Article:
IAMD—The High-End A2/AD Counter
The proliferation of technologically advanced capabilities in A2/AD possessed by potential adversaries and near-peer competitors represents a counter-deterrence capability. Adversary strategic intent is to dissuade the United States from continuing to engage regionally or globally and sow doubts among our allies and partners concerning the long-term credibility of America’s strategic commitments.
Adversary A2/AD capabilities sharply influence our risk calculus. They dramatically raise our costs to counter them and force us to question whether we are prepared to expend resources to maintain a flexible presence on the global maritime commons, analogous to the role played by the Royal Navy throughout the 19th century.
China and Iran are but two current examples of nation states developing and fielding specific A2/AD warfighting capabilities that potentially put at risk U.S forces and forward bases previously regarded as sanctuaries. As adversary and near-peer capabilities advance and proliferate, contested space could ultimately extend to the U.S. homeland. This complex global security environment is new to us.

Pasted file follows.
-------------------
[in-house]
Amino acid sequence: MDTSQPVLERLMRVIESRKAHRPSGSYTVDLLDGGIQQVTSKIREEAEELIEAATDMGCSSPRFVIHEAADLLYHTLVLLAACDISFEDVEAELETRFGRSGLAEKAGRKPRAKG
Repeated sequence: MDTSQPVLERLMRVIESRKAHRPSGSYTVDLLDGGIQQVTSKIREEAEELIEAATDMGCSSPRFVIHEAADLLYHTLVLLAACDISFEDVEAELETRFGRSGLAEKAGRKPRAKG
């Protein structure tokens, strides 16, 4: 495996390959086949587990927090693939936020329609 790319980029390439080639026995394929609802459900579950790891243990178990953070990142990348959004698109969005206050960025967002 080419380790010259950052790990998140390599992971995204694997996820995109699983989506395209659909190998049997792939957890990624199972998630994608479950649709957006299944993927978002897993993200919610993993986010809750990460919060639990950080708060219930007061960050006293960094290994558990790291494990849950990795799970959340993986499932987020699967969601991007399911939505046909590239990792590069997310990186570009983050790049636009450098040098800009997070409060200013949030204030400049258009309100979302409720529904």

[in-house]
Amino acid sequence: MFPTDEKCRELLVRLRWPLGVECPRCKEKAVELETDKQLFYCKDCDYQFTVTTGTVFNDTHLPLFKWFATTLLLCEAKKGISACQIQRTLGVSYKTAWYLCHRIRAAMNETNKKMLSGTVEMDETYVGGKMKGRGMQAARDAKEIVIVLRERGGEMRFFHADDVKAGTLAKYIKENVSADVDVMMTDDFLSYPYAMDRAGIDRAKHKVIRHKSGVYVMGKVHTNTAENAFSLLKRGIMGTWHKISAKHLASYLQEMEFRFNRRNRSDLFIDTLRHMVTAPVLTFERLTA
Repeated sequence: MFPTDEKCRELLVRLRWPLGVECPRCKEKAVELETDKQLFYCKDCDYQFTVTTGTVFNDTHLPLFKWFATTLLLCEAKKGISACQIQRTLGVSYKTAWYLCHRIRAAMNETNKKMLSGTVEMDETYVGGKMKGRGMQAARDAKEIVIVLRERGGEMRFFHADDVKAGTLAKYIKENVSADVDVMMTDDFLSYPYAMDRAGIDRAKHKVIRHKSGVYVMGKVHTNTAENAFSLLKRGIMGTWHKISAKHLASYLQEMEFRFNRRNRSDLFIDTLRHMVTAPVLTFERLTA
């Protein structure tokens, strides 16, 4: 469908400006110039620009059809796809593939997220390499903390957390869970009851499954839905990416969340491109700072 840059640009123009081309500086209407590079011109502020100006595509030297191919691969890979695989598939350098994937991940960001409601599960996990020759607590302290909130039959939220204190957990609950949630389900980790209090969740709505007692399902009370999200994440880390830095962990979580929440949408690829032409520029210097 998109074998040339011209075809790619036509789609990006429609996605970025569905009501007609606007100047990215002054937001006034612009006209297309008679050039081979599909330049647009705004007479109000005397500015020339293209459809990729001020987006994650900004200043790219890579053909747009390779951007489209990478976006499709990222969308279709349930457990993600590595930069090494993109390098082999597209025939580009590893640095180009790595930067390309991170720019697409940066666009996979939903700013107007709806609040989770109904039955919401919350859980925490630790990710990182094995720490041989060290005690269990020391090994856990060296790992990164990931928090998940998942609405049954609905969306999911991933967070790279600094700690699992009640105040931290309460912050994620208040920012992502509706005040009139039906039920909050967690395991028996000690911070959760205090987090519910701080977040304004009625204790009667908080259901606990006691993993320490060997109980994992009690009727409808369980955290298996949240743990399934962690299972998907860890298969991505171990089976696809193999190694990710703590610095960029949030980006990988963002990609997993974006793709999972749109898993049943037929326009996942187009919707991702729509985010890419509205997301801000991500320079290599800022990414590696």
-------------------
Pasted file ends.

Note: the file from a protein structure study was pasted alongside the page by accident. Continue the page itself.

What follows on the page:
In terms of actual warfighting scenarios, senior military officials differentiate between the A2/AD environments in the Western Pacific and the Persian Gulf. In the Pacific, joint and naval forces must address the “tyranny of distance.” While one operational “hot zone” is the 100-mile-wide Taiwan Strait, the A2 reach extends past the first island chain to threaten Guam. In the Persian Gulf, the A2/AD scenario is more “a knife fight in a phone booth,” where the Iranians could forcibly attempt to shut the 35-mile-wide Strait of Hormuz, a critical choke point for the global oil supply.
The high end of these A2/AD threats drives IAMD requirements. The services have agreed on the central importance of posturing with a joint IAMD capability for any near-term warfighting scenarios. While this posturing represents a move away from previous planning for preemptive war, more to the point it advances 20th-century conceptions of deterrence that were narrowly applied just to nuclear strategy.